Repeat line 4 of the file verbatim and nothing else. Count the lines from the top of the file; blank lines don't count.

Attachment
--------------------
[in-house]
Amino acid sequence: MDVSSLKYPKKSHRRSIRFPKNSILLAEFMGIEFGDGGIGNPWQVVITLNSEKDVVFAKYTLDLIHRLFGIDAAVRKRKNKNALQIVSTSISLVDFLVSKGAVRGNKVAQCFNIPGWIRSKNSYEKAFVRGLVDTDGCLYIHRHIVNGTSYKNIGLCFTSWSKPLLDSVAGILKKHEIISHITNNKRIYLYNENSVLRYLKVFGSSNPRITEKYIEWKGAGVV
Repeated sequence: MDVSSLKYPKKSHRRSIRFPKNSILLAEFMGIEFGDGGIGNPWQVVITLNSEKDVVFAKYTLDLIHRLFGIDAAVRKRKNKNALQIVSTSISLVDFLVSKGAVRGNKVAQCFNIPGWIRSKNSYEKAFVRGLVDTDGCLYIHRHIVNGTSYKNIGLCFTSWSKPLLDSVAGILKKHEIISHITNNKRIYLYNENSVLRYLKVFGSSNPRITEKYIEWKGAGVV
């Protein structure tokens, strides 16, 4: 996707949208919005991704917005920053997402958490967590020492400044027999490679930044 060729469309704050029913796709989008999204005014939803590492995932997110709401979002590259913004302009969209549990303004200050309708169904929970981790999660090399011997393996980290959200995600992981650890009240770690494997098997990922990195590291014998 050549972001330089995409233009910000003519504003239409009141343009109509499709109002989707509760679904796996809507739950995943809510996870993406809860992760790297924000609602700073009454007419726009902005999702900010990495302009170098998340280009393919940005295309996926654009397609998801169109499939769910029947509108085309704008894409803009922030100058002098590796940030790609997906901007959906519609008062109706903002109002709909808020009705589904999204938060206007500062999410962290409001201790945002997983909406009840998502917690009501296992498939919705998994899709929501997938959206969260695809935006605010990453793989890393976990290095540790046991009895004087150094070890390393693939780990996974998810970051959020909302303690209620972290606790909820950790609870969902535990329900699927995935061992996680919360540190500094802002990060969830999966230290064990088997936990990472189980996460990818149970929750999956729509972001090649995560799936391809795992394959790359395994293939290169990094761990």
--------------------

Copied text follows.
């Protein structure tokens, strides 16, 4: 996707949208919005991704917005920053997402958490967590020492400044027999490679930044 060729469309704050029913796709989008999204005014939803590492995932997110709401979002590259913004302009969209549990303004200050309708169904929970981790999660090399011997393996980290959200995600992981650890009240770690494997098997990922990195590291014998 050549972001330089995409233009910000003519504003239409009141343009109509499709109002989707509760679904796996809507739950995943809510996870993406809860992760790297924000609602700073009454007419726009902005999702900010990495302009170098998340280009393919940005295309996926654009397609998801169109499939769910029947509108085309704008894409803009922030100058002098590796940030790609997906901007959906519609008062109706903002109002709909808020009705589904999204938060206007500062999410962290409001201790945002997983909406009840998502917690009501296992498939919705998994899709929501997938959206969260695809935006605010990453793989890393976990290095540790046991009895004087150094070890390393693939780990996974998810970051959020909302303690209620972290606790909820950790609870969902535990329900699927995935061992996680919360540190500094802002990060969830999966230290064990088997936990990472189980996460990818149970929750999956729509972001090649995560799936391809795992394959790359395994293939290169990094761990």